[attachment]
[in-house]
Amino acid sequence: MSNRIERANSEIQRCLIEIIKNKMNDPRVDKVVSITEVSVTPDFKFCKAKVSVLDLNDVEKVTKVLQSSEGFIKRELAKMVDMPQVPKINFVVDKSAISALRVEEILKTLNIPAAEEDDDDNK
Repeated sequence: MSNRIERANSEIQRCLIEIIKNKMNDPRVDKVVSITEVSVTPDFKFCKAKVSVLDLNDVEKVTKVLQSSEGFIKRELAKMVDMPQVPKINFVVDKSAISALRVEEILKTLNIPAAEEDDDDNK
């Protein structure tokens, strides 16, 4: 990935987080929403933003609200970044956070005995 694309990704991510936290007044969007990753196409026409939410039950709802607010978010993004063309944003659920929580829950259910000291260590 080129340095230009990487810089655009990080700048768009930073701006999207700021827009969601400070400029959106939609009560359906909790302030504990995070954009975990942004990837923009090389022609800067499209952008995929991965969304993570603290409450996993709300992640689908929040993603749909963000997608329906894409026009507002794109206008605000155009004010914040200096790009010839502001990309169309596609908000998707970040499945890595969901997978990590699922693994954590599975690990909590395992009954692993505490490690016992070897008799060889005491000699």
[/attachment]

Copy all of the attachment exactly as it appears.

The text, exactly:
[in-house]
Amino acid sequence: MSNRIERANSEIQRCLIEIIKNKMNDPRVDKVVSITEVSVTPDFKFCKAKVSVLDLNDVEKVTKVLQSSEGFIKRELAKMVDMPQVPKINFVVDKSAISALRVEEILKTLNIPAAEEDDDDNK
Repeated sequence: MSNRIERANSEIQRCLIEIIKNKMNDPRVDKVVSITEVSVTPDFKFCKAKVSVLDLNDVEKVTKVLQSSEGFIKRELAKMVDMPQVPKINFVVDKSAISALRVEEILKTLNIPAAEEDDDDNK
């Protein structure tokens, strides 16, 4: 990935987080929403933003609200970044956070005995 694309990704991510936290007044969007990753196409026409939410039950709802607010978010993004063309944003659920929580829950259910000291260590 080129340095230009990487810089655009990080700048768009930073701006999207700021827009969601400070400029959106939609009560359906909790302030504990995070954009975990942004990837923009090389022609800067499209952008995929991965969304993570603290409450996993709300992640689908929040993603749909963000997608329906894409026009507002794109206008605000155009004010914040200096790009010839502001990309169309596609908000998707970040499945890595969901997978990590699922693994954590599975690990909590395992009954692993505490490690016992070897008799060889005491000699």